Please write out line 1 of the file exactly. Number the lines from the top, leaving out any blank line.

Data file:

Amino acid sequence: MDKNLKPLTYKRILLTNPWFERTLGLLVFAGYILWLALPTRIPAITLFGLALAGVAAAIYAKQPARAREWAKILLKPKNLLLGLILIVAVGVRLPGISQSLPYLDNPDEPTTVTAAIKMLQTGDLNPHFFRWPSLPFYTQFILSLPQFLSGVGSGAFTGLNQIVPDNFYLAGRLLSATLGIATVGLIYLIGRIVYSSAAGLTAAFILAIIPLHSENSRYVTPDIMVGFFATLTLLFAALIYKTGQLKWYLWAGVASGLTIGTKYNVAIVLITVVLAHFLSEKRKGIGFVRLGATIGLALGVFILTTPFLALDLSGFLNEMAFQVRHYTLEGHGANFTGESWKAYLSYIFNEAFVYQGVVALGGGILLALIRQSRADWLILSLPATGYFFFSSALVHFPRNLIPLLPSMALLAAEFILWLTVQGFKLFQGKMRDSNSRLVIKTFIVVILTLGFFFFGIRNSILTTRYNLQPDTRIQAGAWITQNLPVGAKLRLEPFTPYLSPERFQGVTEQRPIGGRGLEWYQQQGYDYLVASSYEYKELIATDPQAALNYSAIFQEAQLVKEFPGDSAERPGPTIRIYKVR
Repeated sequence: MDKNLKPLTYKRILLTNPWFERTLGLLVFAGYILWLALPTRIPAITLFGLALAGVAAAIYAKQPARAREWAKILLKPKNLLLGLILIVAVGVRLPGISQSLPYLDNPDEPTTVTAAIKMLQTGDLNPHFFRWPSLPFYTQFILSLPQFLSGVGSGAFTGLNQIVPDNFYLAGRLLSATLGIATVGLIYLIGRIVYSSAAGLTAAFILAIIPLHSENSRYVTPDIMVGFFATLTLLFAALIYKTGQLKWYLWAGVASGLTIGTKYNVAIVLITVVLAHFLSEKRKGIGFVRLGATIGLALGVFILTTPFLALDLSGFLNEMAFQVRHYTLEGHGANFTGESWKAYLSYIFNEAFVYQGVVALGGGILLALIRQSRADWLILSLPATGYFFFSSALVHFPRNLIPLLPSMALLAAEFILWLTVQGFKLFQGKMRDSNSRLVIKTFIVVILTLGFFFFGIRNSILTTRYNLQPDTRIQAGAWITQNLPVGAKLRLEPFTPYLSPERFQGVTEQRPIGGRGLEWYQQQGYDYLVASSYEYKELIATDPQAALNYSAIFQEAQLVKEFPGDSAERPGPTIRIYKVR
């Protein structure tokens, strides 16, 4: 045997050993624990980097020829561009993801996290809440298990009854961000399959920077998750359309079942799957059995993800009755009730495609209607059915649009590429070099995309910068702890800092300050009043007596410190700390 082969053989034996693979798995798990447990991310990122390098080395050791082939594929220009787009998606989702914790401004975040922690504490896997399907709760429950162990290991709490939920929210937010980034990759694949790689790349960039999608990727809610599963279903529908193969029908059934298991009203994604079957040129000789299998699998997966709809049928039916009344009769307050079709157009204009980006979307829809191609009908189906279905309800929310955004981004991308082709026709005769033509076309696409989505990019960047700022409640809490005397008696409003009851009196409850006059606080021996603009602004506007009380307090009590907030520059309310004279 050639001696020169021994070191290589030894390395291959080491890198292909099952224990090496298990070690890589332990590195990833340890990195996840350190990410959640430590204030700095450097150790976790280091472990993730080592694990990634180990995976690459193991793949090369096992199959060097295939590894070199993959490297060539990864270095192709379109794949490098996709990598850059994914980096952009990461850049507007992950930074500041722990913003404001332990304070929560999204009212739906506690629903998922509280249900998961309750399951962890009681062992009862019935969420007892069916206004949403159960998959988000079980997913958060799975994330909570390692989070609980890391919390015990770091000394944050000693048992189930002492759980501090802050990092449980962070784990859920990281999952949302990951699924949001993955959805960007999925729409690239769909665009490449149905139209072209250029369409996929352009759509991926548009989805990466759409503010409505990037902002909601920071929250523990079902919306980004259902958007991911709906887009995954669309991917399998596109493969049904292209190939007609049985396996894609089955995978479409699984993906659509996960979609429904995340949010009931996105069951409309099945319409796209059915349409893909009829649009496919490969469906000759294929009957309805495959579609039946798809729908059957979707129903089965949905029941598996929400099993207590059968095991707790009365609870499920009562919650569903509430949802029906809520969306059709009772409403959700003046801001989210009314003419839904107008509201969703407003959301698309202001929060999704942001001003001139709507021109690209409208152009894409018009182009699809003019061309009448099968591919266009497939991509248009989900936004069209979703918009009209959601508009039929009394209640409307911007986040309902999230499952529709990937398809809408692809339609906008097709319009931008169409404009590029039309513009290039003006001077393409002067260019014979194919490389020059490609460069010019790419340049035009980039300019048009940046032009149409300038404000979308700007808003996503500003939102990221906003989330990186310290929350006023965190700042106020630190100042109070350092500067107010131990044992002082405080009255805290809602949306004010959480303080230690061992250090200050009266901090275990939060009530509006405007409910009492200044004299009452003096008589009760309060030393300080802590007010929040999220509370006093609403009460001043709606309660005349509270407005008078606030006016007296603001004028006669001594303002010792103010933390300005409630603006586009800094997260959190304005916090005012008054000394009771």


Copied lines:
Amino acid sequence: MDKNLKPLTYKRILLTNPWFERTLGLLVFAGYILWLALPTRIPAITLFGLALAGVAAAIYAKQPARAREWAKILLKPKNLLLGLILIVAVGVRLPGISQSLPYLDNPDEPTTVTAAIKMLQTGDLNPHFFRWPSLPFYTQFILSLPQFLSGVGSGAFTGLNQIVPDNFYLAGRLLSATLGIATVGLIYLIGRIVYSSAAGLTAAFILAIIPLHSENSRYVTPDIMVGFFATLTLLFAALIYKTGQLKWYLWAGVASGLTIGTKYNVAIVLITVVLAHFLSEKRKGIGFVRLGATIGLALGVFILTTPFLALDLSGFLNEMAFQVRHYTLEGHGANFTGESWKAYLSYIFNEAFVYQGVVALGGGILLALIRQSRADWLILSLPATGYFFFSSALVHFPRNLIPLLPSMALLAAEFILWLTVQGFKLFQGKMRDSNSRLVIKTFIVVILTLGFFFFGIRNSILTTRYNLQPDTRIQAGAWITQNLPVGAKLRLEPFTPYLSPERFQGVTEQRPIGGRGLEWYQQQGYDYLVASSYEYKELIATDPQAALNYSAIFQEAQLVKEFPGDSAERPGPTIRIYKVR